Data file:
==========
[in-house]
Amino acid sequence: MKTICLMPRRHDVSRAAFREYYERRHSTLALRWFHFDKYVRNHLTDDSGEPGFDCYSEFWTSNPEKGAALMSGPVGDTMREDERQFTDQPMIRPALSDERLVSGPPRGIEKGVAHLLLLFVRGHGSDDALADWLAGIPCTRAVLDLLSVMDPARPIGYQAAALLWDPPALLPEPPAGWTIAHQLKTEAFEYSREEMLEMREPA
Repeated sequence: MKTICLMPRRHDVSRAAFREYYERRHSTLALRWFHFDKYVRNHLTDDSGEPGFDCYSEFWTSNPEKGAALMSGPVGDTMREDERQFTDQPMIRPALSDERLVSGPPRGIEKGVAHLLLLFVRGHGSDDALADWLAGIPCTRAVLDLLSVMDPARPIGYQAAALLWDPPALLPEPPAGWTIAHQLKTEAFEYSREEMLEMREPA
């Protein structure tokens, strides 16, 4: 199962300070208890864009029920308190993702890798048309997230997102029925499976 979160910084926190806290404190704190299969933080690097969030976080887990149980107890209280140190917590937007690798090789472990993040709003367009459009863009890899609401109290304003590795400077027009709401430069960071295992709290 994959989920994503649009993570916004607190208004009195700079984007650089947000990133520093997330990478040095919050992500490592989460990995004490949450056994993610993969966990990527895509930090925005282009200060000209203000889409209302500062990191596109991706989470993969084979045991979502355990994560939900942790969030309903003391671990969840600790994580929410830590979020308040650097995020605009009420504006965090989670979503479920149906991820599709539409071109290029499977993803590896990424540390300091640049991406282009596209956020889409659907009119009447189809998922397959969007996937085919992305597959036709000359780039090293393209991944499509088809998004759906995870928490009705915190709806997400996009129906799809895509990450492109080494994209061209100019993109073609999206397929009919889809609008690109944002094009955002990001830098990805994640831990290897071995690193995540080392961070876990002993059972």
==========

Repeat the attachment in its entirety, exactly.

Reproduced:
[in-house]
Amino acid sequence: MKTICLMPRRHDVSRAAFREYYERRHSTLALRWFHFDKYVRNHLTDDSGEPGFDCYSEFWTSNPEKGAALMSGPVGDTMREDERQFTDQPMIRPALSDERLVSGPPRGIEKGVAHLLLLFVRGHGSDDALADWLAGIPCTRAVLDLLSVMDPARPIGYQAAALLWDPPALLPEPPAGWTIAHQLKTEAFEYSREEMLEMREPA
Repeated sequence: MKTICLMPRRHDVSRAAFREYYERRHSTLALRWFHFDKYVRNHLTDDSGEPGFDCYSEFWTSNPEKGAALMSGPVGDTMREDERQFTDQPMIRPALSDERLVSGPPRGIEKGVAHLLLLFVRGHGSDDALADWLAGIPCTRAVLDLLSVMDPARPIGYQAAALLWDPPALLPEPPAGWTIAHQLKTEAFEYSREEMLEMREPA
């Protein structure tokens, strides 16, 4: 199962300070208890864009029920308190993702890798048309997230997102029925499976 979160910084926190806290404190704190299969933080690097969030976080887990149980107890209280140190917590937007690798090789472990993040709003367009459009863009890899609401109290304003590795400077027009709401430069960071295992709290 994959989920994503649009993570916004607190208004009195700079984007650089947000990133520093997330990478040095919050992500490592989460990995004490949450056994993610993969966990990527895509930090925005282009200060000209203000889409209302500062990191596109991706989470993969084979045991979502355990994560939900942790969030309903003391671990969840600790994580929410830590979020308040650097995020605009009420504006965090989670979503479920149906991820599709539409071109290029499977993803590896990424540390300091640049991406282009596209956020889409659907009119009447189809998922397959969007996937085919992305597959036709000359780039090293393209991944499509088809998004759906995870928490009705915190709806997400996009129906799809895509990450492109080494994209061209100019993109073609999206397929009919889809609008690109944002094009955002990001830098990805994640831990290897071995690193995540080392961070876990002993059972």